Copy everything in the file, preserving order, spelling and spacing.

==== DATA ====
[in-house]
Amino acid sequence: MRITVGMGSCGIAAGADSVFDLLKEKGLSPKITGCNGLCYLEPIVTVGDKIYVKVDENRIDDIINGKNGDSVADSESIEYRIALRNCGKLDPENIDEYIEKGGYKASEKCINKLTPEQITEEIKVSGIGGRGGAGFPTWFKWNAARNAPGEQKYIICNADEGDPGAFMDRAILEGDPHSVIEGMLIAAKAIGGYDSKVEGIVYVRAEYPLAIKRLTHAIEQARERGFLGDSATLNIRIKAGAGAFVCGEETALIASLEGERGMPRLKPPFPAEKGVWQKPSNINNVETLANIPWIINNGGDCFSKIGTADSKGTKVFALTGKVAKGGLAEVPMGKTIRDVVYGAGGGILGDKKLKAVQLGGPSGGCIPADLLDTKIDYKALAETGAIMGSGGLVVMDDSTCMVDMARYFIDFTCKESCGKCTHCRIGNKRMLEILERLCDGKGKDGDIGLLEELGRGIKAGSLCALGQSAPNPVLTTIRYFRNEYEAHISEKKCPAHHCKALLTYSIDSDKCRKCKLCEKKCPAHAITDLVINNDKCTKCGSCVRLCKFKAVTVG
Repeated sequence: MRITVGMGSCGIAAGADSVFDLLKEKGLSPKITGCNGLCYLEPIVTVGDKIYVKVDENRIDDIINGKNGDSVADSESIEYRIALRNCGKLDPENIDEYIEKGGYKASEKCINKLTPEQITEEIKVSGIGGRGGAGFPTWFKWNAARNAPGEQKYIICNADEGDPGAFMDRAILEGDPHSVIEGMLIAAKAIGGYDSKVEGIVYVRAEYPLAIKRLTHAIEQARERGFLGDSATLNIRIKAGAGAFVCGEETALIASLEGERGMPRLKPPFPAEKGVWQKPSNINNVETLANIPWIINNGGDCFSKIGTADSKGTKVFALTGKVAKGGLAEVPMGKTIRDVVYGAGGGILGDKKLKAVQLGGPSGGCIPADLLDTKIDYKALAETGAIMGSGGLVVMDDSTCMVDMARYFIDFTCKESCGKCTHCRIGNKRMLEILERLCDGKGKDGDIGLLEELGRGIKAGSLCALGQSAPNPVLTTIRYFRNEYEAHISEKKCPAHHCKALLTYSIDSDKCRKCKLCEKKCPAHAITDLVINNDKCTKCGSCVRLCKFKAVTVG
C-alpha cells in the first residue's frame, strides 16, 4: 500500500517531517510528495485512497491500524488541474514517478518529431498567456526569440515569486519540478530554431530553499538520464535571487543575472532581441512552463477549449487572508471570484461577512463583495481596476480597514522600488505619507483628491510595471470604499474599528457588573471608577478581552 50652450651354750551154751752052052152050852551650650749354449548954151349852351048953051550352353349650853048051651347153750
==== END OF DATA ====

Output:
[in-house]
Amino acid sequence: MRITVGMGSCGIAAGADSVFDLLKEKGLSPKITGCNGLCYLEPIVTVGDKIYVKVDENRIDDIINGKNGDSVADSESIEYRIALRNCGKLDPENIDEYIEKGGYKASEKCINKLTPEQITEEIKVSGIGGRGGAGFPTWFKWNAARNAPGEQKYIICNADEGDPGAFMDRAILEGDPHSVIEGMLIAAKAIGGYDSKVEGIVYVRAEYPLAIKRLTHAIEQARERGFLGDSATLNIRIKAGAGAFVCGEETALIASLEGERGMPRLKPPFPAEKGVWQKPSNINNVETLANIPWIINNGGDCFSKIGTADSKGTKVFALTGKVAKGGLAEVPMGKTIRDVVYGAGGGILGDKKLKAVQLGGPSGGCIPADLLDTKIDYKALAETGAIMGSGGLVVMDDSTCMVDMARYFIDFTCKESCGKCTHCRIGNKRMLEILERLCDGKGKDGDIGLLEELGRGIKAGSLCALGQSAPNPVLTTIRYFRNEYEAHISEKKCPAHHCKALLTYSIDSDKCRKCKLCEKKCPAHAITDLVINNDKCTKCGSCVRLCKFKAVTVG
Repeated sequence: MRITVGMGSCGIAAGADSVFDLLKEKGLSPKITGCNGLCYLEPIVTVGDKIYVKVDENRIDDIINGKNGDSVADSESIEYRIALRNCGKLDPENIDEYIEKGGYKASEKCINKLTPEQITEEIKVSGIGGRGGAGFPTWFKWNAARNAPGEQKYIICNADEGDPGAFMDRAILEGDPHSVIEGMLIAAKAIGGYDSKVEGIVYVRAEYPLAIKRLTHAIEQARERGFLGDSATLNIRIKAGAGAFVCGEETALIASLEGERGMPRLKPPFPAEKGVWQKPSNINNVETLANIPWIINNGGDCFSKIGTADSKGTKVFALTGKVAKGGLAEVPMGKTIRDVVYGAGGGILGDKKLKAVQLGGPSGGCIPADLLDTKIDYKALAETGAIMGSGGLVVMDDSTCMVDMARYFIDFTCKESCGKCTHCRIGNKRMLEILERLCDGKGKDGDIGLLEELGRGIKAGSLCALGQSAPNPVLTTIRYFRNEYEAHISEKKCPAHHCKALLTYSIDSDKCRKCKLCEKKCPAHAITDLVINNDKCTKCGSCVRLCKFKAVTVG
C-alpha cells in the first residue's frame, strides 16, 4: 500500500517531517510528495485512497491500524488541474514517478518529431498567456526569440515569486519540478530554431530553499538520464535571487543575472532581441512552463477549449487572508471570484461577512463583495481596476480597514522600488505619507483628491510595471470604499474599528457588573471608577478581552 50652450651354750551154751752052052152050852551650650749354449548954151349852351048953051550352353349650853048051651347153750